Future of cellulosic ethanol remains uncertain

by Mark Steil, Minnesota Public Radio

Worthington, Minn. — idea of a biofuel made from a cellulosic material was one of the stars of both the Bush and Obama administration’s energy programs, but the future of cellulosic ethanol is in doubt.

Cellulosic ethanol is made from corn stalks, wood chips and other biomass, and by this time, it was widely expected there would be large scale plants producing it. But that hasn’t happened because lenders won’t touch cellulosic ethanol.

Many people still believe in the once-bright promise of cellulosic ethanol.

“Cellulosic ethanol presents a tremendous opportunity for our nation,” said Jeff Broin, CEO of Sioux Falls-based ethanol producer, POET. “Congress has set a target of 16 billion gallons of cellulosic ethanol by 2022. This is a lofty goal, but it is achievable.”

POET is the nation’s largest ethanol producer. The Sioux Falls ethanol company has plans to build a cellulosic plant in northwest Iowa, but the start date keeps getting pushed back. Originally, POET officials said cellulosic ethanol production would start in 2009. Then it was 2010, then 2011. Now Broin said it will be 2012 at the earliest.

“With cellulosic ethanol, we’ve seen no shortage of skepticism lately,” Broin told the National Press Club. “That skepticism has been fueled by some companies’ lack of success and the industry’s inability to scale up to meet government projected timelines.”

High corn prices and low prices for the biofuel drove several large ethanol producers into bankruptcy over the past 18 months.

Corn cob ethanol 

Broin and others in the industry are urging the federal government to raise the amount of ethanol it allows to be blended into gasoline. The current standard is 10 percent, but Broin and others want that increased to 15 percent. Broin said that would boost ethanol sales, and increase the odds that cellulosic operations would be profitable.

But beyond the E-15 issue as it is known, there’s a more basic hurdle for the cellulosic industry to clear.

“You just can’t get the financing,” said Arnold Klann, who runs California-based BlueFire Ethanol, which is also planning to build a cellulosic plant.

“Besides BlueFire there’s quite a few other companies as you’re well aware that are all trying to build their first plants,” Klann said. “And each one has different barriers, but fundamentally the least common denominator in all those barriers, whether they’re technical or whatever, is the financing.”

Klann said banks consider cellulosic plants too risky. There are small, pilot cellulosic plants operating but nothing on an industrial scale. Klann said lenders aren’t willing to finance them because they’re not sure a large facility will work.

(read the entire article)

Our Take:
Ethanol from cellulose rather than starch can be done. The only way it can be done though is to produce it side-by-side with corn-based ethanol. Corn ethanol plants are the only players in the market with the experience (some of our farmer-owned plant managers have been at it for more than two decades), and the savvy. With the right market conditions, they are also the ones likely to have the ability and the appetite to take the risk with that much capital. But they will need help.

 

Cellulose ethanol is not a question of the science. It is being done at the POET demonstration plant in Scotland, SD (corn cobs), and the DuPont Danisco/University of Tennessee/ Genera LLC demonstration plant in Vonore, Tennessee (Switch Grass).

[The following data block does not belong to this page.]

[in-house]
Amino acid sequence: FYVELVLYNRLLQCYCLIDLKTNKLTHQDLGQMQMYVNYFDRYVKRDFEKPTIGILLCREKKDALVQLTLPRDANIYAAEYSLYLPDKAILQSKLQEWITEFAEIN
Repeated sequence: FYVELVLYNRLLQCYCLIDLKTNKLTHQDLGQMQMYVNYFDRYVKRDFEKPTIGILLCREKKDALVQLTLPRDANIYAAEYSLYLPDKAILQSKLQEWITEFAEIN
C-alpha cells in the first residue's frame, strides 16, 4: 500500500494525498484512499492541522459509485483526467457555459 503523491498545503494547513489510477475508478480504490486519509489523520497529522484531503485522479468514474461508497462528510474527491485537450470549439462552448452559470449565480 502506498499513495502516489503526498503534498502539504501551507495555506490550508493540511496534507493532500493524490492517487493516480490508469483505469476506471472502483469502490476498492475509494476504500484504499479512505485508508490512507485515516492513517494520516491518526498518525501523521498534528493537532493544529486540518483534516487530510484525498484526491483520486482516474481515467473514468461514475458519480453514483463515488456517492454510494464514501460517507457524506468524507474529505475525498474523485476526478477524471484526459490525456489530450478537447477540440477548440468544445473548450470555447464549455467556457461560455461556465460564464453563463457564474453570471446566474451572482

The delay of the Emmetsberg plant is a disappointment, but don’t count cellulose ethanol out yet.

 

Earlier this year, POET officials spoke publicly about the Emmetsberg project, which has received $100 million in government funding (about a quarter of the cost), and noted that their research and development work to date has resulted in a process that can make ethanol for about $2.35 a gallon, and the company has a goal of $2 cost per gallon. That’s still higher than the cost of producing corn-based ethanol.

 

Here’s what has to happen to allow the gates to open on cellulose ethanol development. The EPA waiver for E15 will create a market large enough, with enough revenue for corn ethanol plants to capitalize projects like Emmetsberg, which sit at the front end of a corn ethanol plant and utilize the cobs.

 

As the NPR piece points out, the first commercial cellulose plant will be a special case, and therefore banks, still smarting from the housing bubble and the disintegration of the financial markets, will never be the first into the pool.

 

If the government were to step up in the role of financier for the first project, that would mean providing about half of the necessary funds, and perhaps guaranteeing the private investment of POET or whoever can manage to bring the first commercial ethanol plant on line.

 

This approach will require patience—the banks will want to see a number of successful years before they participate.

 

Those who recall the early days of farmer-owned ethanol plants in Minnesota, in the early 1990s, farmers at first found a reluctance among financiers to provide debt financing. Two things really made bank participation possible in Minnesota—the ten percent ethanol requirement and a producer credit program that paid 20 cents per gallon for the first 15 million gallons of production (a maximum of $3 million per year)—that guaranteed cash flow was critical.

 

If advocates for the next generation of biofuels want to get the job done, this is what they need to do—create a required minimum blend, and a cash flow guaranteed based on actual gallons of fuel produced.

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